Councilwoman Karen Rarey stated she received 40-emails supporting a special election while 19 were against a special election. She combined all those who spoke on the topic, she had 50 in support of a special election and 36 in favor of a general election.
Rarey responded that she understood that people needed time to read the EIR which was 792 pages from 4:00 pm yesterday to this meeting today while doing research—she called it a task.
Rarey then shared her frustrations with social media.
“I have been watching social media and trying to stay out of the conversations as I try to talk to people privately. I don’t say anything online, under the Brown Act I am not allowed to do that so I need to do things privately,” explained Rarey. “But I have watched how telephone talk happens and that a conversation about how Brentwood finances are happening, were in the black, we are doing great, we have a 30% reserve, we have a budget stabilization fund but I am being told we are in the red that we need this money because we are in the red and we need to be able to pay our bills. I just watch how the telephone talk goes and nobody looks at the facts. People go off what they have read on social media and it keeps getting degraded, by degraded by degraded. Since March, we have had 9 news articles… of that, we have had 2 network news stories on this. All of those have been publicized on Google News.”
“I get frustrated when somebody says its your obligation to put those who put you in office. That is right, for those that put me in office. Like I said, I read the numbers off for those who were in favor and those that are against as well as the people who got up to speak in favor or against, and if we were basing it strictly on that the numbers would say the public is saying we should put it in a special election, but that is not what it is about,” said Rarey who noted they had 4,138 people sign a ballot. (EDITORS NOTE: She meant to say 5,100)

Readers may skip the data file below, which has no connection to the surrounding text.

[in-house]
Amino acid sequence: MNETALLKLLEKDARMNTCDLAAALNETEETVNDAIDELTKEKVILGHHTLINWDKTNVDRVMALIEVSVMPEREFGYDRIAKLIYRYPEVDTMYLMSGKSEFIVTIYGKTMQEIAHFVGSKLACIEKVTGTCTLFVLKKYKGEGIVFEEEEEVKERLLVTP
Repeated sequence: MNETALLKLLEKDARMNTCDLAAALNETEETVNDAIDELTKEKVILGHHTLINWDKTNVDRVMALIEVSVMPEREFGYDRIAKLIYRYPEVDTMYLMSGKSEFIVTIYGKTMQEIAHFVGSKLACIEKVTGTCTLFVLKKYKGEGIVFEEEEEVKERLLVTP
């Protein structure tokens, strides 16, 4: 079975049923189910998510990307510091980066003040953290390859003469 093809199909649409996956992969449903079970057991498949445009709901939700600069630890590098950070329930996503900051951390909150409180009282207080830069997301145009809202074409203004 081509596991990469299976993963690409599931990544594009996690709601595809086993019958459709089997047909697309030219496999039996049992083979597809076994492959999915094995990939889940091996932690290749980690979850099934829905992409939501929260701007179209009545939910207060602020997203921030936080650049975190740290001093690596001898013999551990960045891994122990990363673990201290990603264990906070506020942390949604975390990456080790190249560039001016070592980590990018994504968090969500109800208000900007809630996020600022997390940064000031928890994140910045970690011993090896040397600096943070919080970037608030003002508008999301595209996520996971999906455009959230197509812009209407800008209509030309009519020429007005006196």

She further continued saying of those that signed the ballot, only two people told her they signed it because they wanted more information. She explained how they heard people claim they were lied to, but no one has told her that they didn’t know what they were signing.
“If we look at the date that this was submitted in May to the elections office and extrapolate that out to a General Election in 2020, we are looking at 18-months from when these people signed this petition,” said Rarey. “We will have to wait in order to wait on it, it could fail… We are turning neighbor against neighbor; we are attacking each other from both sides. What do you think is going to happen in 18-months when we continue to attack each other.”
Rarey then stated if people wanted to read the documents, it would average 17 pages per day until the election—about 45-minutes per day. She then broke down the documents further by highlighting if one was to read the full document over more than 1,000 pages, it came out to 37 pages per day.
“I am concerned that misinformation. We are watching telephone talk where social media is being construed and put out as if it is real information. It is not real information. Both sides. I am not saying it is one side or the other,” said Rarey. “I would like to see if we do a special election, that we do 2-3 workshops between now and a special election for these people who want information and don’t understand the document… I’d like to see it whether we do a special election or a general election.”